According to Damico, the easiest way to find out the approximate value of your vehicle is to use a site like Kelley Blue Book. You would enter all the details the insurance adjuster uses. This includes the vehicle identification number (VIN), year, make, model, and features on the car when it came from the manufacturer. If you added custom features after buying the car, they wouldn’t be included in the value unless you have custom equipment coverage.
If you disagree with the adjuster’s assessment of the car’s value, you can ask to speak to them so you can review the factors that went into determining the actual cash value, or ACV.
“The insured can absolutely have a conversation with the insurer to make sure they have all of the features that were on the vehicle included in the estimate,” Damico said. “It’s not unheard of for an adjuster to miss a feature that was on a car. Those numbers are not firm; they’re not final. They can be discussed, and to some extent, negotiated.”
Steps to Take if Your Car Gets Stolen
If someone steals your car, there are several things you need to do.
1. Make Sure the Car Got Stolen
This step might seem silly. After all, your car is missing. Someone stole it, right? Not necessarily. “The first thing we ask our customers to do is to make sure it was actually stolen,” Damico said. What you do next depends on where you parked your car.
If you parked it in your driveway, check with everyone who had access to it. Maybe someone borrowed it without telling you. If you parked it in a lot or on the street, make sure the car did not get impounded. You can check by calling the police department and giving them your license plate number. Or sometimes there are signs in parking lots and on the street that list the phone number you need to call to find out if it got towed.
2. File a Police Report
“Once you’re sure it’s been stolen, the first thing you want to do is file a police report — ideally within 24 hours of the car being stolen,” Damico said. Be prepared to provide as much information as possible about the vehicle, including:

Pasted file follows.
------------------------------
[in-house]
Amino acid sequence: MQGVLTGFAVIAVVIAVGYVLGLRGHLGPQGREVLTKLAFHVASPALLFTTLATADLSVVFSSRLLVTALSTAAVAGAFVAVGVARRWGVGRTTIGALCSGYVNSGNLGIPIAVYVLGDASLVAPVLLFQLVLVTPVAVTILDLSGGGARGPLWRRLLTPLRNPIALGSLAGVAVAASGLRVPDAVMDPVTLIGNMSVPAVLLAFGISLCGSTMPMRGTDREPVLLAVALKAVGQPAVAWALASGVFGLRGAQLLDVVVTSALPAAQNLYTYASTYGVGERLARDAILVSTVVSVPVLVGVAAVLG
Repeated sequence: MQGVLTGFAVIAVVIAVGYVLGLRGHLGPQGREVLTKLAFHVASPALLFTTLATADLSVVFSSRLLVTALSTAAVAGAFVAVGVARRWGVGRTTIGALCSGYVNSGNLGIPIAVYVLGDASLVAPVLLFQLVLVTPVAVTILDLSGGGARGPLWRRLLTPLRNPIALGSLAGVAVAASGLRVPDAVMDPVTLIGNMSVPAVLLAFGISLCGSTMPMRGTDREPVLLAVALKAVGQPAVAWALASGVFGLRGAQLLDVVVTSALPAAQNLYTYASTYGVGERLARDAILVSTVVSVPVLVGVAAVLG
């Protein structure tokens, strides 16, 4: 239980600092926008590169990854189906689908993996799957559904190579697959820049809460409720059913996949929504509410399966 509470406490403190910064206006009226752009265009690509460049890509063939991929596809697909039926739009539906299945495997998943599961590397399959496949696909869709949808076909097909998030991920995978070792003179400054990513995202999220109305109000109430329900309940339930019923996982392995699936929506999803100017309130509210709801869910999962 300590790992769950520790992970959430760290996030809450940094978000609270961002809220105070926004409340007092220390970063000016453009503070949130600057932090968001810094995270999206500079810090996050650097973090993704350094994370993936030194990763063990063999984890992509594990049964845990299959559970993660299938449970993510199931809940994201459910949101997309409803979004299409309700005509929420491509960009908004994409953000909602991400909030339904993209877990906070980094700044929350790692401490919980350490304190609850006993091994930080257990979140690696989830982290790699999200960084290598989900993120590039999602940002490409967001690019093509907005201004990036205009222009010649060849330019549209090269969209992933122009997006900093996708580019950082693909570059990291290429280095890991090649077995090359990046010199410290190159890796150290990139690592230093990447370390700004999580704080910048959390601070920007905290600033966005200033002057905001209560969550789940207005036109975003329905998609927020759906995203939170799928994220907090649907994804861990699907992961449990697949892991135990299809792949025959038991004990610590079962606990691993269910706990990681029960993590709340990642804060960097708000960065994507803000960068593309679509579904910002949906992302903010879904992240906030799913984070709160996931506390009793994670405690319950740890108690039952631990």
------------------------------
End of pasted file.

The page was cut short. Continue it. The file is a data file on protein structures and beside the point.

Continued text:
- Your driver’s license number
- The car’s VIN
- The vehicle’s license plate number
- Year, make, and model of the vehicle
- The car’s last known location
- The approximate time the car was stolen
- A list of your belongings that were inside the car
- GPS tracking system, if available
“If there are any identifying marks like a bumper sticker, dents, or a ding, that’s also helpful,” according to Damico.
3. Contact Your Auto Insurance Company
After you notify the police, you need to report the theft to your insurer and file an auto insurance claim. The insurance company will ask for much of the same information you gave the police. Having that information readily available can help the process go more smoothly.
“If you can get a copy of the report, that’s the first thing the carrier’s going to want. You may not get a copy of the police report right away. [But] if you have that available, it can really speed things up with the carrier,” Damico advised.
4. Contact Your Homeowners or Renter’s Insurance Company
Many people have a common misconception that their auto insurance company will cover theft of personal property if someone steals goods from their vehicle, Damico says. But that’s not true. However, your homeowner’s insurance or renter’s policy might.
If personal items were in your car, you might need to file a claim with your homeowners or renter’s insurance carrier.
How Long Does it Take for My Theft Claim Payout?
“Auto insurance companies will only deny a claim if they have found and proven that there was some type of fraud associated with the claim,” says Damico. But that doesn’t mean the insurance company resolves your claim overnight. The time it takes to settle a claim depends on the insurer. Different companies have different timelines.
“What we generally see is a two- to four-week period [to see] if the police can locate the vehicle,” Damico said. “It largely depends on whether the carrier suspects there might be any type of fraud going on with the claim.” If the carrier suspects fraud, it may take longer.
If you’re used to driving your car every day, two to four weeks is a long time to be without a set of wheels. And you’ll need a way to get around while you’re waiting for the police to find it. If your policy includes rental car reimbursement, your insurer will pay for the cost of a rental while the police search for your vehicle. If not, you’ll have to cover the cost out-of-pocket or find another way to get around.